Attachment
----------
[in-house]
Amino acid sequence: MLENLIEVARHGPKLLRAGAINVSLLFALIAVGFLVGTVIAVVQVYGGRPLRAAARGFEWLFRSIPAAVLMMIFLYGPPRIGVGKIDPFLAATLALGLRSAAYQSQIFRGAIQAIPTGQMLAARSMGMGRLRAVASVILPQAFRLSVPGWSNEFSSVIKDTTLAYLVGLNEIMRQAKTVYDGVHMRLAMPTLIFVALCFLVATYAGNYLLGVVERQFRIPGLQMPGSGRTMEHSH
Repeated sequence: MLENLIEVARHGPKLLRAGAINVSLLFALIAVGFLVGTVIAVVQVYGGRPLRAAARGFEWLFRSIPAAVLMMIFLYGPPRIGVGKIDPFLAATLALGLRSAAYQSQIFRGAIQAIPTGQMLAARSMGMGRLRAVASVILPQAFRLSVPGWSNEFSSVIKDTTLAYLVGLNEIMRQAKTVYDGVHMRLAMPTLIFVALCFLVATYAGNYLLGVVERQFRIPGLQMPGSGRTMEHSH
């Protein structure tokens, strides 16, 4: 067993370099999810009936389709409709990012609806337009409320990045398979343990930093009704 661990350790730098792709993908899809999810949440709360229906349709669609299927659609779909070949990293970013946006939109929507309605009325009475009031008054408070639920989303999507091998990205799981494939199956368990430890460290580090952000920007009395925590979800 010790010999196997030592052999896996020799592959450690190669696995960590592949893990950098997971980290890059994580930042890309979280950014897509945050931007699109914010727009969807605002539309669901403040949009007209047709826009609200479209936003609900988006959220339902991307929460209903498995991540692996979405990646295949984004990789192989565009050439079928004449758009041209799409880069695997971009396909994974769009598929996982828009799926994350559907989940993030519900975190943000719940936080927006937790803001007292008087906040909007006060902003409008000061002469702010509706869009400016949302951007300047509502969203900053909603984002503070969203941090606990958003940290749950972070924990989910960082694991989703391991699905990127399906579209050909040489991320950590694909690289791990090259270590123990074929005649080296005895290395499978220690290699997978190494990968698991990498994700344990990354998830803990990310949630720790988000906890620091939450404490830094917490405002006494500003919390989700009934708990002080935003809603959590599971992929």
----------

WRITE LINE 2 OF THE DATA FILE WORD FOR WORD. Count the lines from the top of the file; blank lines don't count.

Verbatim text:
Amino acid sequence: MLENLIEVARHGPKLLRAGAINVSLLFALIAVGFLVGTVIAVVQVYGGRPLRAAARGFEWLFRSIPAAVLMMIFLYGPPRIGVGKIDPFLAATLALGLRSAAYQSQIFRGAIQAIPTGQMLAARSMGMGRLRAVASVILPQAFRLSVPGWSNEFSSVIKDTTLAYLVGLNEIMRQAKTVYDGVHMRLAMPTLIFVALCFLVATYAGNYLLGVVERQFRIPGLQMPGSGRTMEHSH